Courtesy of SAM RO at Business Insider
Fattening profit margins have enabled U.S. corporations to generate record profits despite modest revenue growth in the wake of the financial crisis.
Now, everyone wants to know if and when these margins will contract.
The bulls generally argue that margins have been in a secular uptrend thanks to technology, increasing overseas exposure, and lowering interest and tax expenses among other things. Any contraction would be cyclical and short-term.
The bears take a step back and come from more of a big picture standpoint. They argue that margins will revert to a mean largely for mean reversion's sake. The most vocal and prominent profit margin bear is probably John Hussman, whose work has been supported by James Montier, Albert Edwards, Jeff Gundlach, and even Business Insider's Henry Blodget.
There are many ways to characterize and measure profit margins
The profit margin chart most frequently cited by the bears is corporate profits after tax as a percentage of GDP (CPATAX/GDP). Here's Hussman's version:
As you can see from the blue line, Hussman's ratio has blown out, and it looks like gravity is soon to catch up.
Unfortunately, this chart "is an illusory result of flawed macroeconomic accounting," argues Jesse Livermore of Philosophical Economics in a must-read blog post. Basically, he explains, this ratio assumes that overseas profits have a profit margin of infinity. He explains (emphasis added):
The expression CPATAX/GDP contains an obvious distortion. CPATAX is a “national” term–it refers to the after-tax profit of all U.S. resident corporations, whether that profit is earned domestically, or from operations in a foreign country. GDP, in contrast, is a “domestic” term–it refers to the total gross output (and therefore the total gross income) produced (and earned) inside the United States, whether that income is earned by U.S. residents or by foreign entities.
Notice that if a U.S. corporation earns a profit from affiliate operations abroad, the profit will be added to the numerator of CPATAX/GDP, but the costs will not be added to the denominator, as they should be in a “profit margin” analysis. Those costs, the compensation that the U.S. corporation pays to the entire foreign value-added chain–the workers, supervisors, suppliers, contractors, advertisers, and so on–are not part of U.S. GDP. They are a part of the GDP of other countries. Additionally, the profit that accrues to the U.S. corporation will not be added to the denominator, as it should be–again, it was not earned from operations inside the United States. In effect, nothing will be added to the denominator, even though profit was added to the numerator.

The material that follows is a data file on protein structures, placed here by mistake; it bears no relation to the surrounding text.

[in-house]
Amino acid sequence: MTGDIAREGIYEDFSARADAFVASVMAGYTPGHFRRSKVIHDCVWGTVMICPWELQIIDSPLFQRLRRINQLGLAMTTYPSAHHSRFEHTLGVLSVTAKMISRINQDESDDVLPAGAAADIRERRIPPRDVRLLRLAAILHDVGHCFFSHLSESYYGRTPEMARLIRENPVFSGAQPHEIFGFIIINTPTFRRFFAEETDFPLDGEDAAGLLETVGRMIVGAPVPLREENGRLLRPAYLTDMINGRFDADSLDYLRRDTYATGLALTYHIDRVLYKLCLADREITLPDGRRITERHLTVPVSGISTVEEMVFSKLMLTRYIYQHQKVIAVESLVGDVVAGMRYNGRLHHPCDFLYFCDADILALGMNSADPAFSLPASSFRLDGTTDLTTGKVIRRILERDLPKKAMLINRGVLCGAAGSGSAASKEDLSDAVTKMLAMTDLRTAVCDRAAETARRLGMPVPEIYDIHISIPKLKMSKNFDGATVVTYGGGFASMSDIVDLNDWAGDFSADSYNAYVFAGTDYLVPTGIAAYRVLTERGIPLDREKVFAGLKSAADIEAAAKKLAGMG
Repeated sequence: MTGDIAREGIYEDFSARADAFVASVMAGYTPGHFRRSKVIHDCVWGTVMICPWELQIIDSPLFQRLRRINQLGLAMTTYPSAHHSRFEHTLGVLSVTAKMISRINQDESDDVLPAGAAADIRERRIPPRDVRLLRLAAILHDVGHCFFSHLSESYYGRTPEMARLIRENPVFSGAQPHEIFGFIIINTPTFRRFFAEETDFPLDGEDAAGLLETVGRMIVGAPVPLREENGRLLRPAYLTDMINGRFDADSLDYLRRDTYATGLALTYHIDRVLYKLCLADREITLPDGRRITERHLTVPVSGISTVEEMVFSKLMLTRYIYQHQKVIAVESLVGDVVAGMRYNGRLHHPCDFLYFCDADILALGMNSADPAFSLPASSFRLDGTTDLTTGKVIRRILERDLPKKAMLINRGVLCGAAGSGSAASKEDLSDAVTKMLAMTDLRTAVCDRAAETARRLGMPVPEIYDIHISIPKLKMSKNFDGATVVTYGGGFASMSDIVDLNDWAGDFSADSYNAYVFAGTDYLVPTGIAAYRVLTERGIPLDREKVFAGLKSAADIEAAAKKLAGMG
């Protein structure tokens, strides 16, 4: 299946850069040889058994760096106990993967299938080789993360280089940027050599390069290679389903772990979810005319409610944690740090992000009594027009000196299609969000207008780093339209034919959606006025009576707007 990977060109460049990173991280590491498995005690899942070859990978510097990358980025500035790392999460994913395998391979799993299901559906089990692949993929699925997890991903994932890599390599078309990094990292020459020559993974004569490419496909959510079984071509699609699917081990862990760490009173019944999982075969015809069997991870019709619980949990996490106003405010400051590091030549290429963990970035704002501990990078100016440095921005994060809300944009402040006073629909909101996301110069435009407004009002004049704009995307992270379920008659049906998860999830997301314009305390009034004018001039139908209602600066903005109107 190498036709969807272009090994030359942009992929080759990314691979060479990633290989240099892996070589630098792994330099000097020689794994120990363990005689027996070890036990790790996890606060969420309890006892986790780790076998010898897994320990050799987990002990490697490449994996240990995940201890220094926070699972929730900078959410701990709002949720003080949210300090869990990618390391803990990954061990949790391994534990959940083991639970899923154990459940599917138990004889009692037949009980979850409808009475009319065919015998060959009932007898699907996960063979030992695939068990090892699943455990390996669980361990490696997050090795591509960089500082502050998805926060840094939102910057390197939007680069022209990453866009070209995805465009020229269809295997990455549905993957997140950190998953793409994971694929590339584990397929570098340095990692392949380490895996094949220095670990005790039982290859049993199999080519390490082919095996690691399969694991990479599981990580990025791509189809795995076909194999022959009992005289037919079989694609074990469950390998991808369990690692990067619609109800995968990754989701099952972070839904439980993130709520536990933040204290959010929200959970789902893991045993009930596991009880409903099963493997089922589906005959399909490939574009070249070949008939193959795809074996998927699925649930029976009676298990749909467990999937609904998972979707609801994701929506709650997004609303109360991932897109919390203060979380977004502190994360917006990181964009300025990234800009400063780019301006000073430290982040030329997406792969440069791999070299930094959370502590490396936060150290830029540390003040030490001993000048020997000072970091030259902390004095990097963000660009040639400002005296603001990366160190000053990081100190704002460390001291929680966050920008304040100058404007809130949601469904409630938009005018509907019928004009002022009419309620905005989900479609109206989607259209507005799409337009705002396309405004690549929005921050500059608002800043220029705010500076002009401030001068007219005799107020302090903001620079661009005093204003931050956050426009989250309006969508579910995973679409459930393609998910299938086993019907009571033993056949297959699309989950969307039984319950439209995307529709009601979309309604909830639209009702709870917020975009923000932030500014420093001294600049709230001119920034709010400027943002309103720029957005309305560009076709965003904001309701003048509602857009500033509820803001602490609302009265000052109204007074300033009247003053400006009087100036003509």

Because nothing is added to the denominator, these foreign earnings effectively come with an infinite profit margin.
Of course, the opposite happens for foreign companies operating in the U.S.:
Similarly, if a foreign corporation earns a profit from operations inside the United States, both the costs and the profit will be added to the denominator of CPATAX/GDP, but the profit will not be added to the numerator. That profit–which accrues to the foreign corporation operating domestically, and is part of U.S. GDP–is not part of CPATAX.
…So, in effect, CPATAX/GDP will fall as if the sale had occurred at a 0% profit margin. No profit on positive revenue.
So, one type of profit wrongly increases the ratio and the other wrongly decreases it. One inevitably asks: By how much do these two types of profits offset? It turns out that the distortion is quite significant:
Over the last 50 years, U.S. company profit earned abroad has increased by a much larger total amount than foreign company profit earned in the U.S. The difference has become especially significant in the last 10 years, as foreign sales have boomed. At present, U.S. company profit earned abroad is around $665B, whereas foreign company profit earned in the U.S. is only around $250B–a difference of around $400B.
So it's clear that CPATAX/GDP is being wrongly inflated. This differential has been trending higher for decades. Here's Livermore's chart:
All of this red you see above represents the massive distortion to the CPATAX/GDP ratio everyone loves to pass around.
This is not to say that the bears' argument is totally dead. Livermore — using National Income and Product Accounts (NIPA) data — advances his preferred profit margin chart in his lengthy post and acknowledges that margins are indeed stretched. Just not by that much.
To be clear, the current profit margin is still elevated, but it’s not as wildly elevated as the CPATAX/GDP and CPATAX/GNP charts suggest. It currently sits 48.7% above its average from 1947 to 2013, and 54.7% above its average from 1947 to 2002. Importantly, it’s roughly in line with the highs of the 1940s and 1960s, rather than 25% above them, as in the earlier charts.
Here's what Livermore calls "the only accurate NIPA chart of net profit margins for the macroeconomy, and the only NIPA chart that anyone should be citing in this debate."
The bottom line here is that the bears have been over-relying on a fundamentally flawed measure that has been exaggerating how far profit margins have come.